The encyclopedia suggests that the word can be used two ways: The term “morality” can be used either 1. descriptively to refer to a code of conduct put forward by a society or, (a) some other group, such as a religion, or (b) accepted by an individual for her own behavior or 2. normatively to refer to a code of conduct that, given specified conditions, would be put forward by all rational persons.Thus, the term, the concept, could and should be used in a wider scope then it is often used today. It refers to an agreed upon normative “code of conduct” that an individual has with society or a certain community. It may deal with religious sensibilities and, then again, it may not. Simply, it refers to normative ethics. Yet, the term still bothers me. There are the “moral majority,” “moral actions,” “moral beliefs” and “moral politics.” All of which I am not included in – at least that is my perception because what I believe in, issues I support, are not, I am told, “Moral.” It is not moral to believe in equal rights for gay and lesbians. It is not moral to believe that a woman has a right to chose. It is not moral to believe in a person’s right to die. Or so I have been told. You may ask, and quite rightly so, who has told me this? I hear it by way of newspapers. By way of political representatives. By way of the radio, the TV, people on the street, fellow students in class—all around me I hear—“that is not moral” or “you are morally confused.” “Wrong.” “Misguided.” I would like to know, who can claim to be the moral majority? Certainly not many (please notice that I did not say all here) Christians who are working overtime to define for me the word and concepts concerning what is moral. I say it can’t be these folks because I hear from many Christians (again I am not saying all) that they are discriminated against. This surprises me because if you were to look at the religious make-up of this country, you would find that the majority of Americans consider themselves Christian in one form or another—although exact numbers are hard to pinpoint. However, I hear how people like me hate them and shun them. And yet, I do not hate or shun—I do, however, disagree on many of the “moral” issues they bring up. A gal in my class suggested that Christians were hated because “people like me” don’t want to allow prayer in the classroom. I wonder, what does one issue have to do with the other? I do not wish to rob anyone of prayer as that would be hypercritical because I pray all the time. Yet, I do not believe that my form of prayer should be forced upon others. Who should our students pray to and in what way? If prayer was allowed in school, what form would be endorsed? Contrary to what “Reclaiming America for Christ” believes, America was and is based upon diversity of religious and social values. And before I hear from folks yelling at me that separation of church and state is not specifically in our constitution, let me kindly counter that it is implied and our supreme court has repeatedly confirmed this interpretation. But let me get back on tract. I am not happy with what has happened with the term “moral.” I am not happy with the idea that if I do not agree with this new narrow use of the word that I am amoral—a-ethical. I understand that not all Christians define morals the same way; if they did we would not have groups such as gay and lesbians for Christ. I do, however, understand that the word has be reworked to imply a mode of being that excludes people who do not hold with a certain spiritual doctrine being lobbied across our country by groups such as “Reclaiming America” and politicians such as Katherine Harris. I wish to suggest an alternative word: “principles.” Why principles? Because the word, at least at this moment, is not shadowed by connotations that it belongs to a certain religious portion of our population. Christians can use the word. Pagans can use it. Atheists can use the term as well as politicians and lay people—anyone and all. All people of different religious backgrounds or folks who are pure secularists. Scientists and philosophers. The word, at least to me, is open for business for all. R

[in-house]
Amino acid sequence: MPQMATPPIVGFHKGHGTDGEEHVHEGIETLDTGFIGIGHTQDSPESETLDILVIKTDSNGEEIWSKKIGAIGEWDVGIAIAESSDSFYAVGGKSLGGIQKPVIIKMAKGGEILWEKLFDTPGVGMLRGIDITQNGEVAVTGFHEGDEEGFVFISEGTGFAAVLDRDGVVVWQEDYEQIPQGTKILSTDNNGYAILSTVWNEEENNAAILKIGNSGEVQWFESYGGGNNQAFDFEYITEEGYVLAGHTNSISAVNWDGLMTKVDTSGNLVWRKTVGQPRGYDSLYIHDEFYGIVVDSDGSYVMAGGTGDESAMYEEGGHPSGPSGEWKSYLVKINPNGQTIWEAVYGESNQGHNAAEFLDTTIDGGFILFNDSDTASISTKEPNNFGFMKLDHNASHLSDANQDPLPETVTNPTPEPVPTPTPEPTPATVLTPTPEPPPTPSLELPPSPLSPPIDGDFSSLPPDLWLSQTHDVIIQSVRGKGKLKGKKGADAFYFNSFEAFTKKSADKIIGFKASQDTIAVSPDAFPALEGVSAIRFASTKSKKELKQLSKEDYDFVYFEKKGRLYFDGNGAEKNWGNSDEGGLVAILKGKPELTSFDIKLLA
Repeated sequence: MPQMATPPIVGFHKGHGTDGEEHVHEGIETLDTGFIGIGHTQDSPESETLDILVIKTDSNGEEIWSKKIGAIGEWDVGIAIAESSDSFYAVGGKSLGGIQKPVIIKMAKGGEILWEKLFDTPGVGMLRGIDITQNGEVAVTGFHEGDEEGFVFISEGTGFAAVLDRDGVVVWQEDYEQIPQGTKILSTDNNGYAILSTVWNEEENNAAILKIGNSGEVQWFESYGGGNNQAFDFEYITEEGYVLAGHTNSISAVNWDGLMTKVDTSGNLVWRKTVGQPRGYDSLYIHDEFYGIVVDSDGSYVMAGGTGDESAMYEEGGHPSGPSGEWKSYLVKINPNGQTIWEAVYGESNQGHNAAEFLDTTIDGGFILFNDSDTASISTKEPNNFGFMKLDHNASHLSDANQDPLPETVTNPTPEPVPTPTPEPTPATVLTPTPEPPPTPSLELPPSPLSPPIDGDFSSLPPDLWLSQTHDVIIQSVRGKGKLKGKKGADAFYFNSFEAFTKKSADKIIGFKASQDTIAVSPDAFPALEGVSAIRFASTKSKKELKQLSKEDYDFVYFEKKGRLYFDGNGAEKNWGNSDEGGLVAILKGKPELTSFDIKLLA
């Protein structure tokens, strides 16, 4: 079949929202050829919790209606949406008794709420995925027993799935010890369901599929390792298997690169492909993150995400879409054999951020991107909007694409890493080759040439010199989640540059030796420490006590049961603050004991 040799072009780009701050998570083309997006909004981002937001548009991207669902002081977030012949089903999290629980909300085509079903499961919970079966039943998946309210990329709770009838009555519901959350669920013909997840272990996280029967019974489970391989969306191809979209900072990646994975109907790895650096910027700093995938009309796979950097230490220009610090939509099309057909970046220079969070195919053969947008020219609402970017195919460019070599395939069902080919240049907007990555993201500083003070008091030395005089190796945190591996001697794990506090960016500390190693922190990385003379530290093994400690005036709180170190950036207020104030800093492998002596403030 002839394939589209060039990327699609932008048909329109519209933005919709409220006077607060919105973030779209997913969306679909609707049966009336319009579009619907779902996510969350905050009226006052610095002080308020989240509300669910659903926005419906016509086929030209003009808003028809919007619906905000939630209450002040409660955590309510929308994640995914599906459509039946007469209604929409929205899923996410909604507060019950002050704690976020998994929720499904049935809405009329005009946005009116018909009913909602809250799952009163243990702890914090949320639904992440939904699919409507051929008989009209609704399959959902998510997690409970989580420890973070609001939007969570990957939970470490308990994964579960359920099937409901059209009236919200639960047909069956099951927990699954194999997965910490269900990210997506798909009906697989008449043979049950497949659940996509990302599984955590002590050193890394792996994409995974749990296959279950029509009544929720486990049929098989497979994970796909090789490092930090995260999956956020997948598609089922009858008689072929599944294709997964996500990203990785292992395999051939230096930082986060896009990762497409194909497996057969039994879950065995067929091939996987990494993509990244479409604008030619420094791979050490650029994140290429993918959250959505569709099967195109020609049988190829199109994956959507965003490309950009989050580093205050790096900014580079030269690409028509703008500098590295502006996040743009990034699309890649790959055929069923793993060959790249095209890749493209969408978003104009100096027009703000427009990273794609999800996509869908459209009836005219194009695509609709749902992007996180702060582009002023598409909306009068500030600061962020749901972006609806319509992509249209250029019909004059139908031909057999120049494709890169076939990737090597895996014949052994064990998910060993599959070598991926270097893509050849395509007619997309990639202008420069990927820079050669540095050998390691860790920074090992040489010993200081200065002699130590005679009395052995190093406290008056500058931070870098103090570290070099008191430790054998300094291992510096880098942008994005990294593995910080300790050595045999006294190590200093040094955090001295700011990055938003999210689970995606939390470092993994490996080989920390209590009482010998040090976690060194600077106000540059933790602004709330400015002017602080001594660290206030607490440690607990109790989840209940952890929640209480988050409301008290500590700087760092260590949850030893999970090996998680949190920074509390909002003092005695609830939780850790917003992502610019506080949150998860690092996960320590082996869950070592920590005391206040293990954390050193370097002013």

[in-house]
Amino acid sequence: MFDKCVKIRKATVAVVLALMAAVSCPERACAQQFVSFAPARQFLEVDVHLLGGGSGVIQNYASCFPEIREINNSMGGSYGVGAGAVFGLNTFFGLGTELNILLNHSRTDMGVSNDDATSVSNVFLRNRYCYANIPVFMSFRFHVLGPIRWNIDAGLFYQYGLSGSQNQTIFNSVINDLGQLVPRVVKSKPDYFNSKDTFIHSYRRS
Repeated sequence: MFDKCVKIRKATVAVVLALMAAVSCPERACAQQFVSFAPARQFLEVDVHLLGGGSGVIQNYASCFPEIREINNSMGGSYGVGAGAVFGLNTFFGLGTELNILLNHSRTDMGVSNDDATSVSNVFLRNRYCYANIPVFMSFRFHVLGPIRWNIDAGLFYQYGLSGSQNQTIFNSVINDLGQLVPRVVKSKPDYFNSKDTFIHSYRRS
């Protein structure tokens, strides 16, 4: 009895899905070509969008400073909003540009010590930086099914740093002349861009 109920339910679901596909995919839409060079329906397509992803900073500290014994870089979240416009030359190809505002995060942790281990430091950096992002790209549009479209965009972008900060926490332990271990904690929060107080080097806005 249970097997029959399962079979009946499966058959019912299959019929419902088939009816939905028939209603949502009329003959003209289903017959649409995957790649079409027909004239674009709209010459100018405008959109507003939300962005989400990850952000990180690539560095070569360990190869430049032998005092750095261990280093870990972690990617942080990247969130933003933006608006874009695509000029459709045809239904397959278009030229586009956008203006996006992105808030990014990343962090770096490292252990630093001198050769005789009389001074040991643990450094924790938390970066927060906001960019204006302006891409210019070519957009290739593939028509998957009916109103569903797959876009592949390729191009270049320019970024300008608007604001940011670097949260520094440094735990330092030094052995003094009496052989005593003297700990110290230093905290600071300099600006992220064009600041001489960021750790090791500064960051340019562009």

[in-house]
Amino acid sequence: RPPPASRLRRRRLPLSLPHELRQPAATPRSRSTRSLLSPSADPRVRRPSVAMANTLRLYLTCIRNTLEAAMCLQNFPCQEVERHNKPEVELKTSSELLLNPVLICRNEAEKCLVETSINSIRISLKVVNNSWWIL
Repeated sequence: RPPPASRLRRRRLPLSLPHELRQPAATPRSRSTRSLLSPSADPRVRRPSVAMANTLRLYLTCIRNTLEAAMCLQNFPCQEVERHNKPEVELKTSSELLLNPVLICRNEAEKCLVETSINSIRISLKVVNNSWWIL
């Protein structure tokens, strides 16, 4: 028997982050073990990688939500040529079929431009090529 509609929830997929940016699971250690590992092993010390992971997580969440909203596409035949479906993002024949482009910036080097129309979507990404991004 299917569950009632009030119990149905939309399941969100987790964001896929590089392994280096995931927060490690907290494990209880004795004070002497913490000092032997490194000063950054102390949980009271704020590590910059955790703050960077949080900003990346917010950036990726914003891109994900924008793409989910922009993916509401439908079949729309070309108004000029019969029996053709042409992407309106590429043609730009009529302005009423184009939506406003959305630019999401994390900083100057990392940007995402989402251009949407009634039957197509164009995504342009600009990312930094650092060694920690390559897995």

Thursday, April 06, 2006
I watched the local news the other day and I saw U.S. Rep. Katherine Harris (R-FL) standing behind a podium that read “reclaiming America for Christ.” But this post isn’t about Harris or the grassroots organization “Center for Reclaiming America for Christ.” Rather it is a post inspired by both parties and it has to do with the concept of morality. I am now turned off from the word “moral.” I have been over-saturated by this word. I feel used by this word. Pounded. Assaulted. Abandoned by this word. I have now come to associate “moral,” “morality,” with a religious, extremist, take on the word that shuns my sensibilities. I looked up the word on the net and on the Stanford Encyclopedia of Philosophy entry on morality I learned a lot about the word.